Translation:She has four older sisters.
So, breaking it down:
かのじょ(she)は(topic marker)おねえさん(older sister)が(subject marker)四(4)人(person/people)います(have/has, polite form)
So we don't need to use の instead of は in this case because of います at the end?
I think 「彼女のお姉さんが四人います」would be understood, but would also clearly mark you as a non-native, similar to how we can tell someone isn't a native English speaker if they pronounce a word with all the wrong phonemes.
Replacing は with の seems like it'd make the sentence become redundant or grammatically nonsensical.
from the duo pronunciation, it's still unclear to me how 四 is pronounced here and how 人 is prounounced. I'm hearing "yoni ni" for both of them together. Can anyone clarify?
When using the counter 人 it is read as にん (except for one and two where 一人 is read as ひとり and 二人 is read as ふたり respectively).
四人 then would be read as よにん. Here 四 is read as よ instead of よん.
So, what you're actually hearing is "Yo nin" and the last "i" belongs to "imasu". :)
I am curious about the pronunciation of 人 here. With lower numbers e.g. 二人 it's spoken futari as a special number. When we talk about a person's nationality e.g. 日本人 it's pronounced jin. But in 四人 it is nin. How do I know when it is "jin" and when it is "nin"? Is "nin" only for counting? Are 一人 and 二人 the only special cases and all higher numbers of people use "nin"?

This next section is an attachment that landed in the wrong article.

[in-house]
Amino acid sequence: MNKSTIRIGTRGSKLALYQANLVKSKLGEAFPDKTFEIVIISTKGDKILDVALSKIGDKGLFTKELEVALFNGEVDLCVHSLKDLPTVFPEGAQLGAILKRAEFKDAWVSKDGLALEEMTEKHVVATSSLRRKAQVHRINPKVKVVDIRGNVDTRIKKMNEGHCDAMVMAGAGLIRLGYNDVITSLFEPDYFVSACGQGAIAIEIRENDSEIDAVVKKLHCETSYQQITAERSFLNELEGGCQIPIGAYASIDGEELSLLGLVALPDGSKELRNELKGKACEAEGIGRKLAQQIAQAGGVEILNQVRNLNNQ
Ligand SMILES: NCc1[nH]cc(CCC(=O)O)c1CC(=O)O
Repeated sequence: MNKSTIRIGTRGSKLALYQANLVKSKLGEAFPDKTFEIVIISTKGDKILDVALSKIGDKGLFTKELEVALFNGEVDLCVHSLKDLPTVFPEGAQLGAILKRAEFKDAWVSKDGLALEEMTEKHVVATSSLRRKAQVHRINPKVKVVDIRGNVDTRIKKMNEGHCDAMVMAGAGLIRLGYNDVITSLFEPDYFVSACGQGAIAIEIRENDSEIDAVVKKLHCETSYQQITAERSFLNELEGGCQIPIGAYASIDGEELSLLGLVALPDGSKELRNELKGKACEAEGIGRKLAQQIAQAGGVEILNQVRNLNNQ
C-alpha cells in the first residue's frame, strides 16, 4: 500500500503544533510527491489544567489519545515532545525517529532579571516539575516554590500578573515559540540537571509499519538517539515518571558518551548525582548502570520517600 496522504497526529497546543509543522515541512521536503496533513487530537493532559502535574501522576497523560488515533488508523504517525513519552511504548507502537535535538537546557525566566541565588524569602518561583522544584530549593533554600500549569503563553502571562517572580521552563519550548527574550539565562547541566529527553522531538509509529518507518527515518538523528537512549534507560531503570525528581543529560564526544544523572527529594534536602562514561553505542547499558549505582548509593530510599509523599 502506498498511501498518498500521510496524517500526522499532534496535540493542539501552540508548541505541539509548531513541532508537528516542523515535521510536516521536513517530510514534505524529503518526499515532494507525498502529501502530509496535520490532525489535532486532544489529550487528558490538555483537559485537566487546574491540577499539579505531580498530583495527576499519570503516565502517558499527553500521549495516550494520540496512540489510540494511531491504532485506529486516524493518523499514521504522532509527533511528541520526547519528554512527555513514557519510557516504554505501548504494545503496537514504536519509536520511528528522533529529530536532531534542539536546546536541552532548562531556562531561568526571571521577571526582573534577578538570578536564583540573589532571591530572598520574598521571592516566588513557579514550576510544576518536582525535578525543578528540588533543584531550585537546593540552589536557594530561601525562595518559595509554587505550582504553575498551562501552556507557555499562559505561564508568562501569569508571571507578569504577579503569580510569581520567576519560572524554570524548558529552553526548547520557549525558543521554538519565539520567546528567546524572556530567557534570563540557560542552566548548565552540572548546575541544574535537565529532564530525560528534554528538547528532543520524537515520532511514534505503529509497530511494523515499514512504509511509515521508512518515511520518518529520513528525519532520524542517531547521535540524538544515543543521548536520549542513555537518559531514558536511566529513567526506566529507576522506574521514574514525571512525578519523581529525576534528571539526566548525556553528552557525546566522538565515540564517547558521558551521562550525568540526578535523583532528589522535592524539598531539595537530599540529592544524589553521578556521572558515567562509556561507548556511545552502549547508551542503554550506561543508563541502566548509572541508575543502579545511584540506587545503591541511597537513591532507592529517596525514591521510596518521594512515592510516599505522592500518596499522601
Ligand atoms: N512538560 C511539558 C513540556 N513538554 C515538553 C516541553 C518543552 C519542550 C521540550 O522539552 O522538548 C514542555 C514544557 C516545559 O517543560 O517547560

Welcome to the fabulous world of kanji readings. ;) Well, in this case (jin versus nin), my answer would be: you have to know! And as Stephanie290249 said, you are right about the first two numerals’ being irregular; you have a chart summing this up in unit Home, along with some other counters.
Me too! I’ve started taking screenshots, it’s incredibly frustrating. For me it’s only the listening ones, I’ve noticed with those they don’t like answers with kanji except for the numbers/counters. かれ／彼 and かのじょ/彼女 however are hit or miss so I can never guess which to use because sometimes they want the kana and sometimes the kanji
with the listen exercises, I noticed they usually accept the kanji that are shown in the lesson and lessons before the one you are, but most of the time it accepts pure kana. There are some exercises that force you to use some kanji, but they are very rare.
Because it is saying the she has older sisters, not that they are her sisters.
Why do the readings suck so badly? Duolingo really has to get their ❤❤❤❤ together with the kanji readings. the 人 kanji should be pronounced にん (nin), but when you click it, the じん (jin) reading is used. How can something like this make it through beta?
Apparently, according to some comments elsewhere, the problem lies in Duolingo’s interface: it was conceived for single speech units as readable individually, which is not the case in Japanese, since context matters to determine which is the correct way to pronounce a kanji.
Please be understanding, I am quite confident that the volunteers do their best to enhance users’ experiences with the software.
The sentence order and structure is so unlike what i'm used to with English
Is 彼女 really needed here? And is it actually used in everyday conversations? It just really confuses me and i would rather omit it